Confirm favorite deletion?
Criminal Procedure Keyed to Dressler
Minnesota v. Carter
Citation:525 U.S. 83, 119 S.Ct. 469, 142 L.Ed.2d 373.
Only StudyBuddy Pro offers the complete Case Brief Anatomy*
Access the most important case brief elements for optimal case understanding.
*Case Brief Anatomy includes: Brief Prologue, Complete Case Brief, Brief Epilogue
- The Brief Prologue provides necessary case brief introductory information and includes:
- Topic: Identifies the topic of law and where this case fits within your course outline.
- Parties: Identifies the cast of characters involved in the case.
- Procedural Posture & History: Shares the case history with how lower courts have ruled on the matter.
- Case Key Terms, Acts, Doctrines, etc.: A case specific Legal Term Dictionary.
- Case Doctrines, Acts, Statutes, Amendments and Treatises: Identifies and Defines Legal Authority used in this case.
- The Case Brief is the complete case summarized and authored in the traditional Law School I.R.A.C. format. The Pro case brief includes:
- Brief Facts: A Synopsis of the Facts of the case.
- Rule of Law: Identifies the Legal Principle the Court used in deciding the case.
- Facts: What are the factual circumstances that gave rise to the civil or criminal case? What is the relationship of the Parties that are involved in the case. Review the Facts of this case here:
A police officer went to an apartment building to investigate a tip. The officer looked through a drawn window blind and observed the defendants, Carter and Johns, and the lessee of the apartment, Thompson, bagging cocaine for several minutes.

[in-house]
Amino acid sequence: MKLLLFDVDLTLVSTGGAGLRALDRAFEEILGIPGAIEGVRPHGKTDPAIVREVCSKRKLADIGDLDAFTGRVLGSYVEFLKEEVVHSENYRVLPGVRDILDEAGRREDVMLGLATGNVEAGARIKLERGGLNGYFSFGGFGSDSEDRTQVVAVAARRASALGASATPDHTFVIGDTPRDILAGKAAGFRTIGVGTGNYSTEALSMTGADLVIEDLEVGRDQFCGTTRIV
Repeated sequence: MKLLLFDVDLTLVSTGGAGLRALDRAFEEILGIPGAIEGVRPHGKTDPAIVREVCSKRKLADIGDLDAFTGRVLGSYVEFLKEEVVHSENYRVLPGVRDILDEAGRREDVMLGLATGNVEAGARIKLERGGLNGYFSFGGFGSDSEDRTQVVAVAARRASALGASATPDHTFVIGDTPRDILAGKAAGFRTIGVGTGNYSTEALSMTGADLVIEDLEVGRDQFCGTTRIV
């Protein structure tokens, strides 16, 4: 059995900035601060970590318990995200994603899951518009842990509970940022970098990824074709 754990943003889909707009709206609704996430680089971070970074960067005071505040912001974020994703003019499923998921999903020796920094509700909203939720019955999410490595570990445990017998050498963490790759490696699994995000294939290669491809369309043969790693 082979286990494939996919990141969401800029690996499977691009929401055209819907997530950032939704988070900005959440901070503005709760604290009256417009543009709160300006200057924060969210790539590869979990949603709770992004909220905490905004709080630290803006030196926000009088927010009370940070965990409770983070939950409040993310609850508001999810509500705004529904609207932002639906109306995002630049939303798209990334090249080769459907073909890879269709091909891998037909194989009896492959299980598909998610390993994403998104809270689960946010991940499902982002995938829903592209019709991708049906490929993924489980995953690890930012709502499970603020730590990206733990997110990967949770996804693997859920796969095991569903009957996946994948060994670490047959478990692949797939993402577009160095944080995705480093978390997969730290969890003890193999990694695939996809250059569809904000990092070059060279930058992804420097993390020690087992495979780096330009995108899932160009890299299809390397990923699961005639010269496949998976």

The officer obtained a search warrant and returned to the apartment, where he discovered cocaine residue on the kitchen table and plastic baggies. The police later learned that while Thompson was the lessee of the apartment, Carter and Johns lived in a different state and had come to the apartment for the sole purpose of packaging the cocaine. Carter and Johns had never been to the apartment before and were only in the apartment for approximately 2.5 hours. In return for the use of the apartment, Carter and Johns had given Thompson some of the cocaine.
The defendants moved to suppress all evidence obtained from the search of the apartment, claiming that the search was in violation of the Fourth Amendment. The motion was denied, and the defendants were each convicted. They appealed, and the Minnesota Supreme Court reversed, holding the defendants had “standing” to claim the protection of the Fourth Amendment because they had a legitimate expectation of privacy in the invaded place.
- Issue(s): Lists the Questions of Law that are raised by the Facts of the case.
- Holding: Shares the Court's answer to the legal questions raised in the issue.
- Concurring / Dissenting Opinions: Includes valuable concurring or dissenting opinions and their key points.
- Reasoning and Analysis: Identifies the chain of argument(s) which led the judges to rule as they did.
- The Brief Prologue closes the case brief with important forward-looking discussion and includes:
- Policy: Identifies the Policy if any that has been established by the case.
- Court Direction: Shares where the Court went from here for this case.